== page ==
Lots of tales talk about our place in the world and our relationships with nature and the untamed creatures in it and, let’s face it, being closer to nature and answerable for our actions, would solve a lot of our problems. But folk has undergone a big revival in recent years, from Folk Horror to re-singing old songs and the reimagining of dances and customs, and I’m right in there with all that.
My Caretaker Birds have individual stories linked to what they carry, always positive, about us, the world and our place in it.Bev Seth, Seth Ceramics
Tell me more about your Caretaker Birds. I’m intrigued…
The Caretaker Birds are a gathering of mythical (made up by me) creatures. They have individual stories linked to what they carry, always positive, about us, the world and our place in it. These are special to me because it’s how I talk about what I think is important; the things it’s taken me a lifetime to learn.
Talk us through your process. How do you go from inspiration to final piece?
A whole lot of my inspiration comes from the outdoors, but mainly in close-up. I love hedgerows, birds’ nests, mosses, berries, seeds, trees – branches and roots and the creatures you find in there. I think this is reflected in the scale of things I make – I just can’t go large. Mix in the folk tales, songs and superstitions, things I see as using a story as a cautionary tale or as a path to understanding the world and protecting ourselves. There’s lots of nature and animals involved in these tales too.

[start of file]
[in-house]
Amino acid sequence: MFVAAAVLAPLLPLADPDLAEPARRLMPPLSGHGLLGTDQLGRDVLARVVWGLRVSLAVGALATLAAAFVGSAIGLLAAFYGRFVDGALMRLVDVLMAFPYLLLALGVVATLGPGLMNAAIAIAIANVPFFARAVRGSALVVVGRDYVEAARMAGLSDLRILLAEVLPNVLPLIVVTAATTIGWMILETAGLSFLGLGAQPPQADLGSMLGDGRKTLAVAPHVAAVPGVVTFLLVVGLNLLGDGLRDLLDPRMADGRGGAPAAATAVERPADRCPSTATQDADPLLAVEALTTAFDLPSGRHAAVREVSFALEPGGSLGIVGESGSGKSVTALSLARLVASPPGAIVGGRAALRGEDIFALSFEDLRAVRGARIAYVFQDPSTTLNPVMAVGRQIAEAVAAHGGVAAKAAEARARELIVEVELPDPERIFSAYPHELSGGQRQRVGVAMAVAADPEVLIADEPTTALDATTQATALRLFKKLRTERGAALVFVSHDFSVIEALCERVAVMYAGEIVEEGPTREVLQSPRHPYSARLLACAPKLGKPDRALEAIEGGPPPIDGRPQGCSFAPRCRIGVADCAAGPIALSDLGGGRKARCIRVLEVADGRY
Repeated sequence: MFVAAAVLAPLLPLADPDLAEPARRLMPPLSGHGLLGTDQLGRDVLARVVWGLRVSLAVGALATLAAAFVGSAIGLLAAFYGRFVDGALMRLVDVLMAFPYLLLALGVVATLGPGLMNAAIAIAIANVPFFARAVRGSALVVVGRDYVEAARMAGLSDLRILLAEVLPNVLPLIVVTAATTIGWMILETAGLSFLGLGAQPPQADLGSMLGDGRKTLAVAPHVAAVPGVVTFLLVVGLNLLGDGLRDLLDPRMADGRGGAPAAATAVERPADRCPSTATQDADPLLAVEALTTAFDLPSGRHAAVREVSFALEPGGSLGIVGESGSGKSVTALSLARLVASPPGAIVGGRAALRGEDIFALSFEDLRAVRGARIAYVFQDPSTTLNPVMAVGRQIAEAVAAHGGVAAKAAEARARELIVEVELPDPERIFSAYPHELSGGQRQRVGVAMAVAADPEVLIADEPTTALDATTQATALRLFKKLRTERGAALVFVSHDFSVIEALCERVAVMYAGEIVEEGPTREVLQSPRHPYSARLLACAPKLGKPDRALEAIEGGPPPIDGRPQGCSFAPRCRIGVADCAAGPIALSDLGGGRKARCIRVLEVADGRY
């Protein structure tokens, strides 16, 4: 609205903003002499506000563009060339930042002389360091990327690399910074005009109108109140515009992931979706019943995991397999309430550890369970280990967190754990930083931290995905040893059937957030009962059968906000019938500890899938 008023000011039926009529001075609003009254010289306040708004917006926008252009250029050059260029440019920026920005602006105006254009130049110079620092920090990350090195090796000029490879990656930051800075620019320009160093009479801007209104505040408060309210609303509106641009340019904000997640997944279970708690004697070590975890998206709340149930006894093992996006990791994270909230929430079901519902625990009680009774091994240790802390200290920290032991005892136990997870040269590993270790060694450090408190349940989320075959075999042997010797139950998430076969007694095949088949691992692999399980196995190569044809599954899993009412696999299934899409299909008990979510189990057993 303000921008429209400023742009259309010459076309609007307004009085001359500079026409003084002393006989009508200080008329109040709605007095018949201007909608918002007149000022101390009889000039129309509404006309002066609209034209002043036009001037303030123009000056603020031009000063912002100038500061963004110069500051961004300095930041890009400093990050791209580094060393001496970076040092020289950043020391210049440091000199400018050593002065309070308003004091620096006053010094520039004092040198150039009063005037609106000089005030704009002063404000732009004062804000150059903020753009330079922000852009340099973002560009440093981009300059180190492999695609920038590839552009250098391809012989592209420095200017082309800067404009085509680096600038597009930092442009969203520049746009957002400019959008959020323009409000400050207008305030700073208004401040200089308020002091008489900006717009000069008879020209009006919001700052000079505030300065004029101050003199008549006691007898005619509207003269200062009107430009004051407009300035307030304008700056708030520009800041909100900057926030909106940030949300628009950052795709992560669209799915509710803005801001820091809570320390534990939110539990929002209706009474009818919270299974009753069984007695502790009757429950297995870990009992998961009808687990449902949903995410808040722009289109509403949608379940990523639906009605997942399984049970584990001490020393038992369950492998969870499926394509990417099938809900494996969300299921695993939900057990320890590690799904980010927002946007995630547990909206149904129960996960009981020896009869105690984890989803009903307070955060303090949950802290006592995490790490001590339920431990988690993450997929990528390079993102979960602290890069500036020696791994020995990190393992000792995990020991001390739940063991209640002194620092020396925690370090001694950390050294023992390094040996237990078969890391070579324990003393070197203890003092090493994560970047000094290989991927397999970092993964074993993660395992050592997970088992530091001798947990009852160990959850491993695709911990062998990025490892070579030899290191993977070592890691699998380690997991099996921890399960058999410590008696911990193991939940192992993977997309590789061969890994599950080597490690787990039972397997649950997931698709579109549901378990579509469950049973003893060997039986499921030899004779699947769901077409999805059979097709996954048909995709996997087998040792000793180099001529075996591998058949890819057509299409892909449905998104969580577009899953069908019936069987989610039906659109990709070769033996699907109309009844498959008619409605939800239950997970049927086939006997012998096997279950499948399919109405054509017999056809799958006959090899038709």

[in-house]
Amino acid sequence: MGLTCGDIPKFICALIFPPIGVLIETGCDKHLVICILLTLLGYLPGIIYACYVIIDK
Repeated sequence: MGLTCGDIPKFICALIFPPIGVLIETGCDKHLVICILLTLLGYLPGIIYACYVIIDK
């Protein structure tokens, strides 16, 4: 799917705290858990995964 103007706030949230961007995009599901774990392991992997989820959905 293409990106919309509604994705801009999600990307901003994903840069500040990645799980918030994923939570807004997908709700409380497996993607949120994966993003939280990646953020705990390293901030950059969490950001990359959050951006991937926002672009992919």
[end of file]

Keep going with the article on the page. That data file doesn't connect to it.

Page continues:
So I start drawing, mainly to understand the shapes and record what I’ve seen. Then I let my mind and pencil wander, doing lots of (little) drawings, doodles and back-of-envelope scribbles. This is where I mix it all together. After this, I might have a quite solid idea or I might start to work it out in clay. There are usually a couple of ways to make things, so it’s very much a trial-and-error process at the start. Usually the fifth thing I make is the one where I’ve really worked out what I want to do.